We have previously commented on the relatively low
evidentiary threshold at the certification stage of class actions
in Canada. The Federal Court of Appeal's decision in Condon v Canada, a privacy class action,
continues this theme as a recent example of Canadian courts'
liberal and purposive approach to class action certification.
Background: The Certification Requirement – A Reasonable
Cause of Action
Among the criteria required to certify a class action is that
the pleadings must disclose a reasonable cause of action. While a
proposed plaintiff must provide sufficient evidence to show some
factual basis for each of the other certification requirements, the
same is not required to prove the existence of a cause of action.
Rather, a pleading will be found to disclose a cause of action
unless it is plain and obvious that no such claim exists.
Federal Court Partially Certifies Class Action
In July 2014, the Federal Court certified in part a class
proceeding for damages arising out of the loss by the Ministry of
Human Resources and Skills Development Canada of a hard drive
containing personal information of 583,000 student loan recipients.
Our post regarding the certification decision can be found here.
At the certification stage, the class action was allowed to
proceed based on breach of contract and the tort of intrusion upon
seclusion. The certification judge denied certification of the
claims for breach of confidence and negligence, finding, based on a
"summary review of the evidence", that the plaintiff had
not suffered any compensable damages, and therefore negligence and
breach of confidence (both of which have damages as an essential
element) could not be certified.
Appeal Allowed: Reasonable Cause of Action Not Determined By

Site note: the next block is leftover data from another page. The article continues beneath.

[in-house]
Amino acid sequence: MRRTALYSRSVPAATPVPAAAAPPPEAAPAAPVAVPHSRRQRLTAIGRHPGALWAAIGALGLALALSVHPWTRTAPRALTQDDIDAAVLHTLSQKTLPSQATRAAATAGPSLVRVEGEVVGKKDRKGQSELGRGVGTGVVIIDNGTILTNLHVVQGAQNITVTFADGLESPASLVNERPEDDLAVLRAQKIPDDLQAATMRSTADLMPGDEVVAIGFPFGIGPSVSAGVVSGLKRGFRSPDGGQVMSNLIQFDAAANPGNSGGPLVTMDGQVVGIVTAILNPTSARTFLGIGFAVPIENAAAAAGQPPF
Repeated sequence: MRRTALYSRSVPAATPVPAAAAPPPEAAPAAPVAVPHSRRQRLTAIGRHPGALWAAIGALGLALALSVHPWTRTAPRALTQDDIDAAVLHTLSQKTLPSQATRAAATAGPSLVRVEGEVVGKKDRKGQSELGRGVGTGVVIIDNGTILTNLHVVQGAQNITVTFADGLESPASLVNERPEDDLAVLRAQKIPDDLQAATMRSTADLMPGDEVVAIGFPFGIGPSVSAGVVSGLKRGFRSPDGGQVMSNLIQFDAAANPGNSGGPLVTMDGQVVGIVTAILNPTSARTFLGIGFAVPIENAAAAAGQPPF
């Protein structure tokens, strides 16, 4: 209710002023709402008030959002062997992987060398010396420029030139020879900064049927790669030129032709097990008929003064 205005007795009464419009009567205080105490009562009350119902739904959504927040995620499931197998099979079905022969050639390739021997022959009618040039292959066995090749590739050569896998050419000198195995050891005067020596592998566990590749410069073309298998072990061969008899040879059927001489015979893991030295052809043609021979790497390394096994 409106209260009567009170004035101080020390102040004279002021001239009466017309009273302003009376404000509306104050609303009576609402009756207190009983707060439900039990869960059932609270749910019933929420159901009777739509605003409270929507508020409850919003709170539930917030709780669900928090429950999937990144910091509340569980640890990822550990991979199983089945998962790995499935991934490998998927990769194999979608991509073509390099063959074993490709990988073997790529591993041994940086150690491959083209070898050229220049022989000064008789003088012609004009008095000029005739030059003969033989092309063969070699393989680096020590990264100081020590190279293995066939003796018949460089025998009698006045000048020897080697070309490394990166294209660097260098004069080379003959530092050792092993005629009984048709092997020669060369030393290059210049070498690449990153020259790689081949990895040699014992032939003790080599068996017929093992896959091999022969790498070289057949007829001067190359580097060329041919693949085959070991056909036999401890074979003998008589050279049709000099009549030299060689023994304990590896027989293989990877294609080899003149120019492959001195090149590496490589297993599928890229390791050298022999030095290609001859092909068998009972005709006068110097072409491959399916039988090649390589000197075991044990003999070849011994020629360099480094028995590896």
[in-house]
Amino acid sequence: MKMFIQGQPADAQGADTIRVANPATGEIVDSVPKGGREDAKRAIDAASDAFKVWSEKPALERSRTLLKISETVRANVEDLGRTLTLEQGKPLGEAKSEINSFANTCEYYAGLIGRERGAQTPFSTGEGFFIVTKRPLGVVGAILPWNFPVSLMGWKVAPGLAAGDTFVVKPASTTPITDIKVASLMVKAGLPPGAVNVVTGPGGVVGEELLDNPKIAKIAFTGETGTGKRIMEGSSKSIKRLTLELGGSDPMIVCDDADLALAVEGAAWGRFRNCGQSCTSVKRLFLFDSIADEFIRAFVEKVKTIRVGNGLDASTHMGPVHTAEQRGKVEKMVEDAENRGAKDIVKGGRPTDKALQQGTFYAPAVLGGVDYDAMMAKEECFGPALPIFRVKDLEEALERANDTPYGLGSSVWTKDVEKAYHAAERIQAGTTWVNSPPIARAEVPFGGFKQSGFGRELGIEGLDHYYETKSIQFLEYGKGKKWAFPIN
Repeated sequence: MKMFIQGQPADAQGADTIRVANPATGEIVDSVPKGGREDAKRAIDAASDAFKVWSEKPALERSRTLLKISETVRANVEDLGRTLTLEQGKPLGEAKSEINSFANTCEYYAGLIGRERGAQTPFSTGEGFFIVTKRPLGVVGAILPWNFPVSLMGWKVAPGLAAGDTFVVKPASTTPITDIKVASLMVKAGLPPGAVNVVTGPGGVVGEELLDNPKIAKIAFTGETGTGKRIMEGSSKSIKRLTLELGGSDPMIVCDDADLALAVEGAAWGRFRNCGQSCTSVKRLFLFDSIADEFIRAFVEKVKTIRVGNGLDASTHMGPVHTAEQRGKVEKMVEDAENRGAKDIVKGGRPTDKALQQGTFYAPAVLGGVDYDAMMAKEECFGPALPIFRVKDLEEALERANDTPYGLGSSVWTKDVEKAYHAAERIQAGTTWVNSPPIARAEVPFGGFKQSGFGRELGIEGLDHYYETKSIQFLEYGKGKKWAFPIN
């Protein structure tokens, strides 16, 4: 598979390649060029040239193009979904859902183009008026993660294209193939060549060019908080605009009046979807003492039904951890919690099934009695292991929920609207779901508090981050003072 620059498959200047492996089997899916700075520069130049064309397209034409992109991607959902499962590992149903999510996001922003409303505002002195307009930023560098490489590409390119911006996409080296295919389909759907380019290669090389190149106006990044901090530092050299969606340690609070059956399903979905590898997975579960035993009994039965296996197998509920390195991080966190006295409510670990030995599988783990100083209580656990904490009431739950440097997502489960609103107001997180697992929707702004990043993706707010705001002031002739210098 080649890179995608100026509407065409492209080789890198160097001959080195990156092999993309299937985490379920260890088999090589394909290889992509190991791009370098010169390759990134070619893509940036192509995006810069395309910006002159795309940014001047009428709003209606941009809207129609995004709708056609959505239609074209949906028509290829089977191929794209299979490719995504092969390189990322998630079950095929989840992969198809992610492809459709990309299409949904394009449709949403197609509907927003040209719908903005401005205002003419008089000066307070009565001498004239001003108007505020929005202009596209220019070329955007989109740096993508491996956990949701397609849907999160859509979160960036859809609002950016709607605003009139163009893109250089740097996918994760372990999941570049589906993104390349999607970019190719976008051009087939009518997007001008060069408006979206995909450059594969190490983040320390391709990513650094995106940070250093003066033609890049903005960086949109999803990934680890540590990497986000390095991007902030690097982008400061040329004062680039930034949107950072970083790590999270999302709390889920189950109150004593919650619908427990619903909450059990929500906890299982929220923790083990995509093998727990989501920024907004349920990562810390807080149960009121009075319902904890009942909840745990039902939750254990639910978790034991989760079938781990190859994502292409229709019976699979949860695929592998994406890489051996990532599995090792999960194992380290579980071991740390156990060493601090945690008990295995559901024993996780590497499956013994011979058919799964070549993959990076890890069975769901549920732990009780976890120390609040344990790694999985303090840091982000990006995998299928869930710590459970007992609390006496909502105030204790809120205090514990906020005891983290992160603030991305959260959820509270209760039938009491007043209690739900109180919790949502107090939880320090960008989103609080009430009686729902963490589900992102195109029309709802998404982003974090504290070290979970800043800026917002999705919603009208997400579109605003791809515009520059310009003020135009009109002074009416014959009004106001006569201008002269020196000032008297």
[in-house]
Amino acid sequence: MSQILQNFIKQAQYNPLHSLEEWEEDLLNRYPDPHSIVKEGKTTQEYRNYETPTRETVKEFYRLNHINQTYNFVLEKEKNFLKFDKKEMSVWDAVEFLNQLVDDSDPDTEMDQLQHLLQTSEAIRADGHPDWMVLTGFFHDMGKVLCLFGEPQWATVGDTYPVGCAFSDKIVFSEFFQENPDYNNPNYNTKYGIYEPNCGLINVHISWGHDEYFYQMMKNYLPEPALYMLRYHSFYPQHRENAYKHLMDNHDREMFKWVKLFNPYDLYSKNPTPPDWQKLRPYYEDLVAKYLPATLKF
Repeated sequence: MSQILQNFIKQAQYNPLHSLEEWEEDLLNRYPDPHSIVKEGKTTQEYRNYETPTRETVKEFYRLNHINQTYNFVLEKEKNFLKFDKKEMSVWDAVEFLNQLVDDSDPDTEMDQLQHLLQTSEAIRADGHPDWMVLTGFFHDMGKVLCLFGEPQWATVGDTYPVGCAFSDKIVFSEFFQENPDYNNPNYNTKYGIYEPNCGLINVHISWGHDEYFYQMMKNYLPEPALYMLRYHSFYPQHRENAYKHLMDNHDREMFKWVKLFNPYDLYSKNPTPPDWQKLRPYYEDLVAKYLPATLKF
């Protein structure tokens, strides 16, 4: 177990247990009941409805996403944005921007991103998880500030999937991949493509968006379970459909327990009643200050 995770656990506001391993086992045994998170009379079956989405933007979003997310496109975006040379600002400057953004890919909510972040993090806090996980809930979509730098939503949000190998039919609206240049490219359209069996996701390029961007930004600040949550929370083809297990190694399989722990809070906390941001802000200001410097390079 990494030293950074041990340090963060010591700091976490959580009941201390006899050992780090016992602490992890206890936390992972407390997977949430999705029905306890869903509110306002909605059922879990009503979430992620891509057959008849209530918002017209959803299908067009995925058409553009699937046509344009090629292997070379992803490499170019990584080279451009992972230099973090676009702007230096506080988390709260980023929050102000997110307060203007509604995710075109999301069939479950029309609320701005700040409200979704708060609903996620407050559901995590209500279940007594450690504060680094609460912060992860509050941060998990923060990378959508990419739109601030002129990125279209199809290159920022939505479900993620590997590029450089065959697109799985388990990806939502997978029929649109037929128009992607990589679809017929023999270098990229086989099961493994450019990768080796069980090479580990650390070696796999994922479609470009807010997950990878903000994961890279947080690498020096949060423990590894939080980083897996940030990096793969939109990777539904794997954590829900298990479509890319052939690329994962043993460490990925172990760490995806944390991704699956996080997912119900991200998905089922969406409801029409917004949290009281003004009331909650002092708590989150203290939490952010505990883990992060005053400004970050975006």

Evaluating Evidence on Certification Motion
Allowing the Appeal, the Federal Court of Appeal referred the
matter back to the Federal Court to determine the common issues in
the class action in relation to the claims for negligence and
breach of confidence. The Federal Court of Appeal held that the
certification judge erred in evaluating the affidavit evidence
filed by the parties to determine the merits of the claims for
negligence and breach of confidence. The Court reinforced that at
the certification stage of class actions, the determination of
whether pleadings disclose a reasonable cause of action is
based on an assumption that the facts as pleaded are true, not on a
review of evidence adduced in support of the motion.
Condon serves as a reminder of the proper purpose of
evidence on certification motions, and reaffirms that the
certification stage is not intended to be a test of the merits of a
proposed class action.
The content of this article is intended to provide a general
guide to the subject matter. Specialist advice should be sought
about your specific circumstances.
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